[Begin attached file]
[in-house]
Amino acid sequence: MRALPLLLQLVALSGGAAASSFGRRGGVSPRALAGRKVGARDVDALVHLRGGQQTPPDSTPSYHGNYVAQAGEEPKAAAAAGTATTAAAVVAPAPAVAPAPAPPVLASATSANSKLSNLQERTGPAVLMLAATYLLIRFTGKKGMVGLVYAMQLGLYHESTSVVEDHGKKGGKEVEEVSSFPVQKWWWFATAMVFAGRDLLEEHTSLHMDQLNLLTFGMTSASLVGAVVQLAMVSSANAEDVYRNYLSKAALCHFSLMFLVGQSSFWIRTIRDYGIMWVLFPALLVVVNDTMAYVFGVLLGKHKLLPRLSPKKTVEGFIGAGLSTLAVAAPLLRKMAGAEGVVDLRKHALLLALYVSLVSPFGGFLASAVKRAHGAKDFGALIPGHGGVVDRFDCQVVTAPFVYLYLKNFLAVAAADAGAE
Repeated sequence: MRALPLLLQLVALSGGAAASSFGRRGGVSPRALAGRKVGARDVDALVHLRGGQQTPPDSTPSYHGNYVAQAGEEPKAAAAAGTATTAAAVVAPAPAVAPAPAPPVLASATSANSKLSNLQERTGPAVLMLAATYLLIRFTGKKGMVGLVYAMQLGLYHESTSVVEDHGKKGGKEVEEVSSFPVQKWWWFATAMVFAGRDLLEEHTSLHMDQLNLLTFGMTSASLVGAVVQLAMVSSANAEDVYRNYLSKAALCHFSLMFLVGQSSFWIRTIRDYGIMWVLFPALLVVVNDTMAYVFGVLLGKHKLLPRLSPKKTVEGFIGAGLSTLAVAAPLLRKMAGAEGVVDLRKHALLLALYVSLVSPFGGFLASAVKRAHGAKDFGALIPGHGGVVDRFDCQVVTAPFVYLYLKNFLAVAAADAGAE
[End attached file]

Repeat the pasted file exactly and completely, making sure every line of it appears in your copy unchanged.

[in-house]
Amino acid sequence: MRALPLLLQLVALSGGAAASSFGRRGGVSPRALAGRKVGARDVDALVHLRGGQQTPPDSTPSYHGNYVAQAGEEPKAAAAAGTATTAAAVVAPAPAVAPAPAPPVLASATSANSKLSNLQERTGPAVLMLAATYLLIRFTGKKGMVGLVYAMQLGLYHESTSVVEDHGKKGGKEVEEVSSFPVQKWWWFATAMVFAGRDLLEEHTSLHMDQLNLLTFGMTSASLVGAVVQLAMVSSANAEDVYRNYLSKAALCHFSLMFLVGQSSFWIRTIRDYGIMWVLFPALLVVVNDTMAYVFGVLLGKHKLLPRLSPKKTVEGFIGAGLSTLAVAAPLLRKMAGAEGVVDLRKHALLLALYVSLVSPFGGFLASAVKRAHGAKDFGALIPGHGGVVDRFDCQVVTAPFVYLYLKNFLAVAAADAGAE
Repeated sequence: MRALPLLLQLVALSGGAAASSFGRRGGVSPRALAGRKVGARDVDALVHLRGGQQTPPDSTPSYHGNYVAQAGEEPKAAAAAGTATTAAAVVAPAPAVAPAPAPPVLASATSANSKLSNLQERTGPAVLMLAATYLLIRFTGKKGMVGLVYAMQLGLYHESTSVVEDHGKKGGKEVEEVSSFPVQKWWWFATAMVFAGRDLLEEHTSLHMDQLNLLTFGMTSASLVGAVVQLAMVSSANAEDVYRNYLSKAALCHFSLMFLVGQSSFWIRTIRDYGIMWVLFPALLVVVNDTMAYVFGVLLGKHKLLPRLSPKKTVEGFIGAGLSTLAVAAPLLRKMAGAEGVVDLRKHALLLALYVSLVSPFGGFLASAVKRAHGAKDFGALIPGHGGVVDRFDCQVVTAPFVYLYLKNFLAVAAADAGAE